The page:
New Orleans

By Andrew Simmons and Jenny Fearnow One of us was recently in a staff meeting in which a supervisor asked, “Y’all took a N’awlins trip recently, didn’cha? I don’t know why people keep going down there. It’s just gonna flood again.” Yes, people are indeed still going down to the Crescent City after Katrina’s second, and more catastrophic, landfall on August 29th, 2005. So, why? Will our visits realistically change anything?

This thought occurred to at least we two, and likely more, of the Trinity Fellows and U. Va. Students from Reformed University Fellowship who made the trek to the Big Easy from Jan. 3 to 10 of this year. As we both hope to convey, the Lord’s kingdom made strong advances in New Orleans during that first week of 2009.

In addressing change, one must assume there is a pre-existing need. In New Orleans, people are still hurting: emotionally, physically, and mentally. Many have resigned themselves to apathy, tired of the long rebuilding process or extended unemployment. Some are still waiting for their houses to physically come off the 4-by-4 wood blocks that resemble a Jenga game. Driving through the now-famous Ninth Ward, we saw no street signs and no attempts, on the part of the city government, to rebuild; however, people are resettling there, living amidst brokenness.

The combination of compelling, audacious rebuilding and the seeming big-picture futility of it in the face of such wide destruction could cause one to question their usefulness there. And in some sense that is true - God is the only one that will bring about real peace and restore in our hearts a hope for it. In this respect, our very presence was an act of trust in God to work his sovereign good will to restore his people.

But we do get to play an integral part: as believers, we are called to bring peace to the city and reconciliation to hurt and brokenness. “…That is, in Christ God was reconciling the world to himself, not counting their trespasses against them, and entrusting to us the message of reconciliation. Therefore, we are ambassadors for Christ, God making his appeal through us,” says Paul in II Corinthians 5:19-20. God has made us ministers of his peace for His Kingdom. If we understood anything from being in NOLA, it was that lasting change comes only through the catholic Church. Members of RUF at the University of Virginia along with the Fellows, Redeemer PCA (Pastor Ray Cannata’s church), and the Annunciation Mission joined together to declare the gospel in word and deed within the Broadmoor district of New Orleans. Our short-term work projects meant nothing except in that they were rooted in the local church which could further a long-term relationship with community members.

By tearing up tile, scraping and painting, caulking and gutting, raking and pressure-washing, we participated in incarnational ministry. We did realistically change something. Sure, some benefits are visible even now. We gave a couple from the community leak-proof windows and a pleasant entryway. But some may not be for some time. We helped connect this same couple with the local church. Long-time development practitioner and Vice President for International Program Strategy at World Vision International Bryant Myers says that the Church is critical to genuine social transformation, “It is hard to imagine sustainable transformation without churches committed to soul care [development of personal faith] and social care [helping the poor and correcting injustices].” This truth was borne out in our own experience – the other groups we encountered aiding in reconstruction were, by a huge majority, evangelical groups of believers working in partnership with a local church.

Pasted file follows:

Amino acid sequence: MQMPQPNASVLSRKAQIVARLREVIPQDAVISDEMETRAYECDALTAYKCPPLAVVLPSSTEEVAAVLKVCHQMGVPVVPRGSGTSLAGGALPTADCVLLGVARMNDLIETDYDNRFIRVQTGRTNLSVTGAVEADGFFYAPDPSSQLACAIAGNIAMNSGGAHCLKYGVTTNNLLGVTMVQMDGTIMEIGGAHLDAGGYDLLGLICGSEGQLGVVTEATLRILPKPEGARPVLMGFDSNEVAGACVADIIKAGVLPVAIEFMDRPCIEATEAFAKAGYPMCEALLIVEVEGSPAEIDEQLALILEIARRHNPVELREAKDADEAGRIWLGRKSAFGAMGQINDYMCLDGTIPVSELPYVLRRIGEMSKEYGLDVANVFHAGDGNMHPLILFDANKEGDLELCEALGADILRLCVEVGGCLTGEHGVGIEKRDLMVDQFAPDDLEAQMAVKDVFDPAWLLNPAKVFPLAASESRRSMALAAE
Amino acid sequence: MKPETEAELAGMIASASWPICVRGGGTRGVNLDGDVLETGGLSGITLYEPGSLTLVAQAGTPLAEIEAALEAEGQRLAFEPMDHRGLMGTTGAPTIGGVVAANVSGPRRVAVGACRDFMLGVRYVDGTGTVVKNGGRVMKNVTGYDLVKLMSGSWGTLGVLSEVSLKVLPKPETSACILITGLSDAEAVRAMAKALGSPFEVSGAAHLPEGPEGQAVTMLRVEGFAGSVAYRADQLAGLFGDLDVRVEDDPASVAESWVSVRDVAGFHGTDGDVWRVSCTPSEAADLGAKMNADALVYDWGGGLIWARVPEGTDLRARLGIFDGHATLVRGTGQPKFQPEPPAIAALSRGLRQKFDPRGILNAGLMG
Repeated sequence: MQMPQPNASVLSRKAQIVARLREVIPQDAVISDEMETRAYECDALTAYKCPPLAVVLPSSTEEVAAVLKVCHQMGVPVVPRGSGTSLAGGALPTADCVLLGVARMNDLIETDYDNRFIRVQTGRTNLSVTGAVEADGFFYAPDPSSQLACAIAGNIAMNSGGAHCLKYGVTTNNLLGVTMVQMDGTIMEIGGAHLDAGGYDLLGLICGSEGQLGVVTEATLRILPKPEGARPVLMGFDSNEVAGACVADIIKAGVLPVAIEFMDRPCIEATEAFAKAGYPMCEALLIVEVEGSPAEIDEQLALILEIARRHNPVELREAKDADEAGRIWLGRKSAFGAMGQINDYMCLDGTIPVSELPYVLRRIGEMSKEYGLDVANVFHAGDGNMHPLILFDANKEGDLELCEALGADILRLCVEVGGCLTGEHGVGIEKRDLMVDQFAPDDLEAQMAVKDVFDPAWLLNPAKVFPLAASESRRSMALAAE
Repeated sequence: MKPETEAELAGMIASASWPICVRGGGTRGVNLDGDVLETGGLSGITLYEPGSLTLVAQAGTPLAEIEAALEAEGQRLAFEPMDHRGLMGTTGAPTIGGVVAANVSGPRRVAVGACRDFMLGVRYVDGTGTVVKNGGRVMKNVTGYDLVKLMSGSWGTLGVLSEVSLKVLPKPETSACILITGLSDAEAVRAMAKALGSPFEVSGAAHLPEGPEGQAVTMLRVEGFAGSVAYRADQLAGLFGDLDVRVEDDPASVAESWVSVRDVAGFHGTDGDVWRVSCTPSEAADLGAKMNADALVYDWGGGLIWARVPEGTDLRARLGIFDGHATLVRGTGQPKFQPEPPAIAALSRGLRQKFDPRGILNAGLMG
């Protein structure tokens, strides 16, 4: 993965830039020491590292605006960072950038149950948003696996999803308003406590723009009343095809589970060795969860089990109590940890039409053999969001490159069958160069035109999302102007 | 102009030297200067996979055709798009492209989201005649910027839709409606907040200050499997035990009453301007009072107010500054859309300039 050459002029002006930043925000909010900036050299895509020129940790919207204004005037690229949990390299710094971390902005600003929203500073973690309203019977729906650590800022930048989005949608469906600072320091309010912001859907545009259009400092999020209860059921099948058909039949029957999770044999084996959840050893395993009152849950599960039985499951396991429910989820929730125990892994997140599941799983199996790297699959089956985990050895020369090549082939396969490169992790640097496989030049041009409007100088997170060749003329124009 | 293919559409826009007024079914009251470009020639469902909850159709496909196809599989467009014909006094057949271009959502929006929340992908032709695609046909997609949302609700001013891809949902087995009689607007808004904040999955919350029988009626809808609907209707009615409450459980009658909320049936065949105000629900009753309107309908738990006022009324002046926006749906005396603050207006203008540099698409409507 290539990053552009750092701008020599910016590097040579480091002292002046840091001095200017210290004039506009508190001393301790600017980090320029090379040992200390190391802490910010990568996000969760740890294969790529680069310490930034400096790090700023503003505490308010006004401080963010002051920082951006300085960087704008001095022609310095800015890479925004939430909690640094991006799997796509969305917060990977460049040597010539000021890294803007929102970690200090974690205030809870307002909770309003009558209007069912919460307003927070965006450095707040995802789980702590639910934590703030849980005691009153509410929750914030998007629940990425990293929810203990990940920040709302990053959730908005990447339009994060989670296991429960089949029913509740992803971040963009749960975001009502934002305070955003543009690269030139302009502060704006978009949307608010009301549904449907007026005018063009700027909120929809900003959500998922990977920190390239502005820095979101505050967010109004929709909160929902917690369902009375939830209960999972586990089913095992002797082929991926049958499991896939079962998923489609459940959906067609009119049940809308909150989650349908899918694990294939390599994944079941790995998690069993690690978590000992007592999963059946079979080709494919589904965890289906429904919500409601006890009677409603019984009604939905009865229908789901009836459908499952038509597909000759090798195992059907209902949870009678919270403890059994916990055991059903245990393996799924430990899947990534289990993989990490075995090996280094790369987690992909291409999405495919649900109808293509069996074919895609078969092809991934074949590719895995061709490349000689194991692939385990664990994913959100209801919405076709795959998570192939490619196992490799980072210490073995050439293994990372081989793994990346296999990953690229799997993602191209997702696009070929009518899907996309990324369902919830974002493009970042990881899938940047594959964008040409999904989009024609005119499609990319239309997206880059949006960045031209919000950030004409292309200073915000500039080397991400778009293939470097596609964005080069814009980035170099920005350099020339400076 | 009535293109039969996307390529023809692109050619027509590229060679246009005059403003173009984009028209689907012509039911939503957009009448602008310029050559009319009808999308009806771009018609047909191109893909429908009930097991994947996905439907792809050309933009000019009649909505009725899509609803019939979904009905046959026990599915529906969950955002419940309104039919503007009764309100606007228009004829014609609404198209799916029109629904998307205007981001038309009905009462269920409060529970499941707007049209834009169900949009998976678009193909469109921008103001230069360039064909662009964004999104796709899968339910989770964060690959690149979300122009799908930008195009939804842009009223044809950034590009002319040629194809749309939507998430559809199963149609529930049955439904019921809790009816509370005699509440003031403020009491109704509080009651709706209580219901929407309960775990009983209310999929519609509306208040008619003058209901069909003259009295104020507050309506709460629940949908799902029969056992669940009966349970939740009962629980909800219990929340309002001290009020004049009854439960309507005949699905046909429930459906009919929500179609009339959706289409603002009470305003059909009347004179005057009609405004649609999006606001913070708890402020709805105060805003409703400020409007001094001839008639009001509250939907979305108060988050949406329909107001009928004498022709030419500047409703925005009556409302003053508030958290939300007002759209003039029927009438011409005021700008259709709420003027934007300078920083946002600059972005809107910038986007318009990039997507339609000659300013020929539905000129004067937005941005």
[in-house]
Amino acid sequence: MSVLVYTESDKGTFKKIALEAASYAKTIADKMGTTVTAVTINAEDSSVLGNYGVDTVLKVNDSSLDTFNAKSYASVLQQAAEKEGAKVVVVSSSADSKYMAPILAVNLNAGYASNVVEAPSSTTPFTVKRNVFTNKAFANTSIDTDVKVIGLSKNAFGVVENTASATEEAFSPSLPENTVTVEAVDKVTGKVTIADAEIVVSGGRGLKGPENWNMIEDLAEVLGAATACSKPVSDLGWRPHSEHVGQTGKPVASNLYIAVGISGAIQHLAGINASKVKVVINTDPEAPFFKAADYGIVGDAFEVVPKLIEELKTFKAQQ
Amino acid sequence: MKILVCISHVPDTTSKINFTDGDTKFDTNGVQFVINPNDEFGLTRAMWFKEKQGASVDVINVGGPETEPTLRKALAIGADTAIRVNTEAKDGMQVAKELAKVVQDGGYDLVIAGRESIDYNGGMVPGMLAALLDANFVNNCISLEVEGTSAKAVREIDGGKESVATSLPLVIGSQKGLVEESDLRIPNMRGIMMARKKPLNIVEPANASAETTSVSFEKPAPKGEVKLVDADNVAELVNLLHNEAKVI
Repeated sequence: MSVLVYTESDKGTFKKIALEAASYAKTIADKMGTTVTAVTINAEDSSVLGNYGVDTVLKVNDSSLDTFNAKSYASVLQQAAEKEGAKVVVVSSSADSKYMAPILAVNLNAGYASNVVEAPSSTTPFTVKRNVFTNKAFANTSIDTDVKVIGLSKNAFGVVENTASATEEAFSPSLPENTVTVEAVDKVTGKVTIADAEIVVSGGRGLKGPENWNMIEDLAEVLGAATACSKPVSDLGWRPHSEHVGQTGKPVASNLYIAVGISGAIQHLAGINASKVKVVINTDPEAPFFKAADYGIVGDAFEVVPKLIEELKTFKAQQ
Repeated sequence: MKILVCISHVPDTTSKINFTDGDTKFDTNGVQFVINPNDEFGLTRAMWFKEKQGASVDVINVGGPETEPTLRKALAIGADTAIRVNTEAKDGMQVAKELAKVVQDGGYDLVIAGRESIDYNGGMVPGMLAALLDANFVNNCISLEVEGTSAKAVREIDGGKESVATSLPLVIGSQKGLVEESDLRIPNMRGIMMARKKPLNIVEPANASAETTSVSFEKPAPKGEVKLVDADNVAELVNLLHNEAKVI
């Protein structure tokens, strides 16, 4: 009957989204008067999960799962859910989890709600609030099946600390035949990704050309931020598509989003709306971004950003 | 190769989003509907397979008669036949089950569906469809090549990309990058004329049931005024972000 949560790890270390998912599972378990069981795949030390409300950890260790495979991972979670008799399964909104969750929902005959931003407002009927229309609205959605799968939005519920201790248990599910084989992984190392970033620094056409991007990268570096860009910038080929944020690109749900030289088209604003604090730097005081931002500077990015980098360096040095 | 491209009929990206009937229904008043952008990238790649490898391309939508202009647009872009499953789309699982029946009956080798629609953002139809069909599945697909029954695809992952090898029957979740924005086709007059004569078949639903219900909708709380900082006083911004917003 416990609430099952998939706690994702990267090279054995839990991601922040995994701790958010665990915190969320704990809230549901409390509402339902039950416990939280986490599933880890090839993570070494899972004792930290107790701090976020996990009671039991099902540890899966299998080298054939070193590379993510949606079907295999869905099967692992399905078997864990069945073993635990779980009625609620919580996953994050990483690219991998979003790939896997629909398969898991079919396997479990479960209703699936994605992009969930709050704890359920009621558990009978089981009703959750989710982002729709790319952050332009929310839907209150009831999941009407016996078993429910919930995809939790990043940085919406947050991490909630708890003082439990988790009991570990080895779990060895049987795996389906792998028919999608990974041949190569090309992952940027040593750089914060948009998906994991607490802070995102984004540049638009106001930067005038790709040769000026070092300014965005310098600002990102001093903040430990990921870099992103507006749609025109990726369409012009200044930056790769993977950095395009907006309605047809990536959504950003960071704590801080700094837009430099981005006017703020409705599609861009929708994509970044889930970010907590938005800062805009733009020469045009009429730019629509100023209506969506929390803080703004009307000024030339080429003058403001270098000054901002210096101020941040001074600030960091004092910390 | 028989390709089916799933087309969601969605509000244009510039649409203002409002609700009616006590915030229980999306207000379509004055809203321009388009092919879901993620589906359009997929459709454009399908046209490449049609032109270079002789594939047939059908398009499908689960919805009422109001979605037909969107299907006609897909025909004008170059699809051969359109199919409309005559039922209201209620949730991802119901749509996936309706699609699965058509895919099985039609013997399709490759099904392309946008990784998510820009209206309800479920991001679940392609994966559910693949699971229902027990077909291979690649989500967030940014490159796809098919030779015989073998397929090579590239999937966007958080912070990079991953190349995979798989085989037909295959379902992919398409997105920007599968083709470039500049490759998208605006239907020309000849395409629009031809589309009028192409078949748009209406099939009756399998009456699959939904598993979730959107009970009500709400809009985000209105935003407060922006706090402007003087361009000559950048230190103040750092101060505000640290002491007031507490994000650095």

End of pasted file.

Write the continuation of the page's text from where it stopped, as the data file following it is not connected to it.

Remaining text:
So, to our surprise, there is indeed hope in New Orleans. This hope is found in a personal God who chooses to work through the local church and the Christians there that believe in His promises of restoration. We must remember that this applies not only to New Orleans, but to Charlottesville, as well. The church is the arm of God ministering real and lasting peace to its community. New Orleans, as that supervisor suggested it might, is indeed experiencing another flood – one of vital and engaged Gospel work that labors in the nitty-gritty of everyday life, not in spite of, but because of the imminent arrival of the Kingdom. So when the good times roll, know that the church is there.

If you want more information about the New Orleans trip or other service opportunities the Fellows are involved in please email me at and/or check out our NOLA pictures on the Trinity Fellows Blog at Also check out the RUF website and pictures at